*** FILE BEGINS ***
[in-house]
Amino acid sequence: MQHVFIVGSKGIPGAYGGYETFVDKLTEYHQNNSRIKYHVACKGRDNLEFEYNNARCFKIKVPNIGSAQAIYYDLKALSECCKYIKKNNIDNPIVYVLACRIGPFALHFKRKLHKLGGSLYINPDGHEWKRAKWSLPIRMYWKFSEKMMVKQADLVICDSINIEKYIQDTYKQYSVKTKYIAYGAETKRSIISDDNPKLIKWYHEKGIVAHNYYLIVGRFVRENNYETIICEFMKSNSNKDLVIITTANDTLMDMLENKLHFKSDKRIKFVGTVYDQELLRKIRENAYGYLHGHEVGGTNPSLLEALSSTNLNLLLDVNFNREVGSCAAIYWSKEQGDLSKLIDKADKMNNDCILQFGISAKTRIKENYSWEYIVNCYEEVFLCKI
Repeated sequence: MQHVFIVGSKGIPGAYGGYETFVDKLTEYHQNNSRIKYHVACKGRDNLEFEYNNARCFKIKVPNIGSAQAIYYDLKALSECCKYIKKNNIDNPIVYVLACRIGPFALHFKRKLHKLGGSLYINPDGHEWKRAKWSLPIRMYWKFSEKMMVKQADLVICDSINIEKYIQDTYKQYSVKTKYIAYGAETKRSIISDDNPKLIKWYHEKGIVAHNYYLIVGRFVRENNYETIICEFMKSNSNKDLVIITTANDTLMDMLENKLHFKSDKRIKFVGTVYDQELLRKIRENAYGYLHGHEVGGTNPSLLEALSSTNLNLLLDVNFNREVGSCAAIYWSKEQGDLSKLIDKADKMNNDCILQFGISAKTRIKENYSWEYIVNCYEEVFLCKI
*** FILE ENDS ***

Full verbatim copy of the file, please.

[in-house]
Amino acid sequence: MQHVFIVGSKGIPGAYGGYETFVDKLTEYHQNNSRIKYHVACKGRDNLEFEYNNARCFKIKVPNIGSAQAIYYDLKALSECCKYIKKNNIDNPIVYVLACRIGPFALHFKRKLHKLGGSLYINPDGHEWKRAKWSLPIRMYWKFSEKMMVKQADLVICDSINIEKYIQDTYKQYSVKTKYIAYGAETKRSIISDDNPKLIKWYHEKGIVAHNYYLIVGRFVRENNYETIICEFMKSNSNKDLVIITTANDTLMDMLENKLHFKSDKRIKFVGTVYDQELLRKIRENAYGYLHGHEVGGTNPSLLEALSSTNLNLLLDVNFNREVGSCAAIYWSKEQGDLSKLIDKADKMNNDCILQFGISAKTRIKENYSWEYIVNCYEEVFLCKI
Repeated sequence: MQHVFIVGSKGIPGAYGGYETFVDKLTEYHQNNSRIKYHVACKGRDNLEFEYNNARCFKIKVPNIGSAQAIYYDLKALSECCKYIKKNNIDNPIVYVLACRIGPFALHFKRKLHKLGGSLYINPDGHEWKRAKWSLPIRMYWKFSEKMMVKQADLVICDSINIEKYIQDTYKQYSVKTKYIAYGAETKRSIISDDNPKLIKWYHEKGIVAHNYYLIVGRFVRENNYETIICEFMKSNSNKDLVIITTANDTLMDMLENKLHFKSDKRIKFVGTVYDQELLRKIRENAYGYLHGHEVGGTNPSLLEALSSTNLNLLLDVNFNREVGSCAAIYWSKEQGDLSKLIDKADKMNNDCILQFGISAKTRIKENYSWEYIVNCYEEVFLCKI